Noodling and River Monsters

Burkhard Bilger's Noodling for Flat­heads is about noodling, obvi­ous­ly, and some oth­er large­ly south­ern pas­times. I'm going to bet, though, that he nev­er caught or saw any­thing near the likes of this bad boy. I have had great fun and edi­fi­ca­tion from Ani­mal Plan­et over the years, me and my kids, but nev­er more than the recent Riv­er Mon­sters.

My brother's friend Ron­nie spent a week or so with me once act­ing the part of big broth­er while mine was gone, some­time in the late 70s, I'm guess­ing, so I was eight or nine or so, and we spent a long ear­ly fall day pulling dead­falls out of See­ley Creek and hand-search­ing through great sod­den heaps of leaves stuck in the slow-mov­ing water, nego­ti­at­ing the bob-wire fences a few over-indus­tri­ous (one might char­i­ta­bly call them pricks) land-own­ers had spread all across the water and into the water, hon­est­ly, where they rust­ed, mak­ing you lift them up and swim-crawl under. Not great fun, but fun, includ­ing the barbs I took in the hand that got me the first of many tetanus shots. I can nev­er remem­ber the date of the damned things, so I get them every five years or so. Any­way, we found fence-posts and tire rims in the water, sev­er­al tires, too. A cou­ple traps (not set, thank­ful­ly), a chain, some fish­ing line. No fish.

I've always want­ed to noo­dle since then, though, even before I knew what it was. I was first to stick my hands up under the tree roots that jammed into the stream, the first to fuck around in the occa­sion­al clay beds, mak­ing penis­es both gross and abnor­mal. I even named them: Cow­prick, Horseprick, Dogdick are the names I remember.

We fin­ished with the creek pret­ty ear­ly then took on the farm­pond in the field in front of our place, where I used to house my pet ducks. I mean, what was in that water, after all? This was long after the ducks had been smacked down and flat­tened in the road, but the car hood they'd shel­tered under was still there. Ron­nie and I lift­ed it up and unearthed a nest of six­ty or sev­en­ty snakes who had tak­en up res­i­dence in the rel­a­tive cool. I'm shud­der­ing even now.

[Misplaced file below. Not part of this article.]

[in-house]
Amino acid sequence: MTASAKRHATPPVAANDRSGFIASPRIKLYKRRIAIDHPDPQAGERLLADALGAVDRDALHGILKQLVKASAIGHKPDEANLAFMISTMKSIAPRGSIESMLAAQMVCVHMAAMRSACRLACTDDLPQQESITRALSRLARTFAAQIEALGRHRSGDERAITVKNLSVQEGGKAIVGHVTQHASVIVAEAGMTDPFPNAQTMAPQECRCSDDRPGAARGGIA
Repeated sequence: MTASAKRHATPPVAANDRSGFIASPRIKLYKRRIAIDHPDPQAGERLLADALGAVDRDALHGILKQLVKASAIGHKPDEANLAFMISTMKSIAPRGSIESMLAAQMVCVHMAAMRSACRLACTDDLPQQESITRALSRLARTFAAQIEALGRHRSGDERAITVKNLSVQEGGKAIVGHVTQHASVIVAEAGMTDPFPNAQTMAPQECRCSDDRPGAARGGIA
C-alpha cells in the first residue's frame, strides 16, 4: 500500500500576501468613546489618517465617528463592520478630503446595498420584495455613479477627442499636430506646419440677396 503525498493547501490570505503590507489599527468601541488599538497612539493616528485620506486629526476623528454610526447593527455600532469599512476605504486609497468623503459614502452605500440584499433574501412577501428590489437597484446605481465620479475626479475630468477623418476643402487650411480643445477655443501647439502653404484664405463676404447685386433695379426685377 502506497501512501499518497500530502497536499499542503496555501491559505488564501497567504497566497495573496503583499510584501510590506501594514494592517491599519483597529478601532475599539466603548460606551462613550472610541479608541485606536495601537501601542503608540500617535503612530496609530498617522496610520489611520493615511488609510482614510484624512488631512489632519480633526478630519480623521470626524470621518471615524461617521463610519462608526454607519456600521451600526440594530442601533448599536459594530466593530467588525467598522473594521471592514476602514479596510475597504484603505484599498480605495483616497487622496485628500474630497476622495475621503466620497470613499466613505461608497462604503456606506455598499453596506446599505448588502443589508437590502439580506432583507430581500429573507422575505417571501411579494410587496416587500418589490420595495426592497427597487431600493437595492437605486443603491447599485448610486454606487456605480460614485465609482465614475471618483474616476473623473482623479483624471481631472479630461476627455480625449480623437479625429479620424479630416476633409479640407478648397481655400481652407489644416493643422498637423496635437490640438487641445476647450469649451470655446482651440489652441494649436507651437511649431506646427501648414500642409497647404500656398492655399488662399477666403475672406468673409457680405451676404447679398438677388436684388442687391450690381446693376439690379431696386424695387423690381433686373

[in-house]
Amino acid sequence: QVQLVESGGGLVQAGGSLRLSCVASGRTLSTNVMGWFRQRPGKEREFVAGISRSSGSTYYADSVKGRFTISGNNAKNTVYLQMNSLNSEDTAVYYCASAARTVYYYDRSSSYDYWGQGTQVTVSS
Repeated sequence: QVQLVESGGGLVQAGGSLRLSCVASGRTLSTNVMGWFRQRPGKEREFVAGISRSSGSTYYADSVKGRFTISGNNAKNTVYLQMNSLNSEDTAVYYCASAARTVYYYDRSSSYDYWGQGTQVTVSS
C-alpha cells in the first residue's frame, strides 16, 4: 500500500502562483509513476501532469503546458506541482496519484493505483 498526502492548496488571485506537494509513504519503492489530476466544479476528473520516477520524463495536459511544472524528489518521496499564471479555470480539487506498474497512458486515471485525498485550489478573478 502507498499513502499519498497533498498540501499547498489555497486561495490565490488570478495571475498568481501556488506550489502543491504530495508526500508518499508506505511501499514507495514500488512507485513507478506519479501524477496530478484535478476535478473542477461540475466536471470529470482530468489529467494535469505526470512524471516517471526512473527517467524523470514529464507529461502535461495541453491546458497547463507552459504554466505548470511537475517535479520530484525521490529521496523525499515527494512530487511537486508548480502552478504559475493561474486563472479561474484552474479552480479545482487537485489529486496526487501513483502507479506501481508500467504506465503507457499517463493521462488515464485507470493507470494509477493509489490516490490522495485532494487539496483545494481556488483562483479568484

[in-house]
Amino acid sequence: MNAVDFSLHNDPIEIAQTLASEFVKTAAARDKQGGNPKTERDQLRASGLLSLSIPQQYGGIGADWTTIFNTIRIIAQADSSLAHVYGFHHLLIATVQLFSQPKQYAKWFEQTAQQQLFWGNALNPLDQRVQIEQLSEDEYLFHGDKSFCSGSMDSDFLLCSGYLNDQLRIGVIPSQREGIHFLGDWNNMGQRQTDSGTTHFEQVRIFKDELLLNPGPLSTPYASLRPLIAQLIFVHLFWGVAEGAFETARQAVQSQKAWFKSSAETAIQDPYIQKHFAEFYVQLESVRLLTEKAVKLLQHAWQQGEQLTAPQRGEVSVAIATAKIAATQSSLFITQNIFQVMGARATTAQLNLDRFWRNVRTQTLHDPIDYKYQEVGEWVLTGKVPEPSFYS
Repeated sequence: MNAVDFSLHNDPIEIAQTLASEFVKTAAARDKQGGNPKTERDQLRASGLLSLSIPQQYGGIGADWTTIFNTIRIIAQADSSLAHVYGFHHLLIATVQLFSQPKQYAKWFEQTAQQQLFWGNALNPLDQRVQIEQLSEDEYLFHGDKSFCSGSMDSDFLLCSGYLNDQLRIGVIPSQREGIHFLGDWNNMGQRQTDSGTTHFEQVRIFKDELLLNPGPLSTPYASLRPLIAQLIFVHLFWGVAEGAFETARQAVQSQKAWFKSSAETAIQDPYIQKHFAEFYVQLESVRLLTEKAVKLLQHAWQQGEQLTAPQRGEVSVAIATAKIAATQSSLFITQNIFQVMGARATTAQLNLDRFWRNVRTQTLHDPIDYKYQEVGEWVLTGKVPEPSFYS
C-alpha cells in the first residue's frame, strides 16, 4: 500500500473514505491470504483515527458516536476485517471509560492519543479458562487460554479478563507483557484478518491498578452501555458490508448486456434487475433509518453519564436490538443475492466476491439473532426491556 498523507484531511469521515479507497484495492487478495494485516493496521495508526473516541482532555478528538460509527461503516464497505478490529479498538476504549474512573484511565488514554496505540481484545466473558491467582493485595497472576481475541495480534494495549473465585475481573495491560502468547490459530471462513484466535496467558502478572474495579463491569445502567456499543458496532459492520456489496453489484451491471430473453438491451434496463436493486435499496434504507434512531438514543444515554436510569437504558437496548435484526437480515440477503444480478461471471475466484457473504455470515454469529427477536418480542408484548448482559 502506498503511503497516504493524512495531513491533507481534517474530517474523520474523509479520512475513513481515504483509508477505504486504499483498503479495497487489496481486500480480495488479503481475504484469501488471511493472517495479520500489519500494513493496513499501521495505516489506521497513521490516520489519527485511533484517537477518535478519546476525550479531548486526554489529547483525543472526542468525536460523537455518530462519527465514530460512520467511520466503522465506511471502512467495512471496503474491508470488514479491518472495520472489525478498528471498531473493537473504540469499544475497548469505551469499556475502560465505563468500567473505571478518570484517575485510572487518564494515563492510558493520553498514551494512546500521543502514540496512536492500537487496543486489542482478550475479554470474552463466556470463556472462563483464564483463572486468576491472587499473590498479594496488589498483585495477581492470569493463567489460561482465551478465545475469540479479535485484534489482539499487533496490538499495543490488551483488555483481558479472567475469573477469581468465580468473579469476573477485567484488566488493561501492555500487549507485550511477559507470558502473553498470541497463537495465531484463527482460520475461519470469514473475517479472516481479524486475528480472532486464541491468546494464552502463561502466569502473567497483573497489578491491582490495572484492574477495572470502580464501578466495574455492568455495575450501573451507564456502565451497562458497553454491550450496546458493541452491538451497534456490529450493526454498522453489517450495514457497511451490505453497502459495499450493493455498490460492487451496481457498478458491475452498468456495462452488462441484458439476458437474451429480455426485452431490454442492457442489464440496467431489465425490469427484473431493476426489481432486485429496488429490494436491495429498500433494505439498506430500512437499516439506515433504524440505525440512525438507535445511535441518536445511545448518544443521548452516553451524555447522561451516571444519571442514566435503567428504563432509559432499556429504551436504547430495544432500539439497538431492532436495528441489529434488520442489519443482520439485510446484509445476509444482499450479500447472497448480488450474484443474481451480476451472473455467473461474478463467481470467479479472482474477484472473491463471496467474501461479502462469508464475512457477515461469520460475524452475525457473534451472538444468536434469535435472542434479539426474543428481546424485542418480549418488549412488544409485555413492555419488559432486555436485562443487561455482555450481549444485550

I'll tell you a a secret–isn't that what blogs are for?–I've hat­ed snakes ever since. But some­body needs to get my pasty white ass in a riv­er soon. I want a catfish.

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2 Responses to Noodling and River Monsters

  1. Rusty says:

    I've been finned a few times. It hurts. I've nev­er seen a moc­casin, though I have seen rat­tlers and cop­per­heads up close. Those big blunt heads on a rat­tlesnake make me skeevy.Snakes in general–bleh.

  2. Rosie says:

    I love noodling. I love the idea of it, going after these pre­his­toric fish cave­man style. But I'm real respect­ful of cats–the salt water ones I grew up around are vicious and all of them can stick a fin straight through your hand. And don't get me start­ed on water moc­casins. My elder­ly friend came across a nest of mat­ing snakes in the creek once and it scarred her for life.

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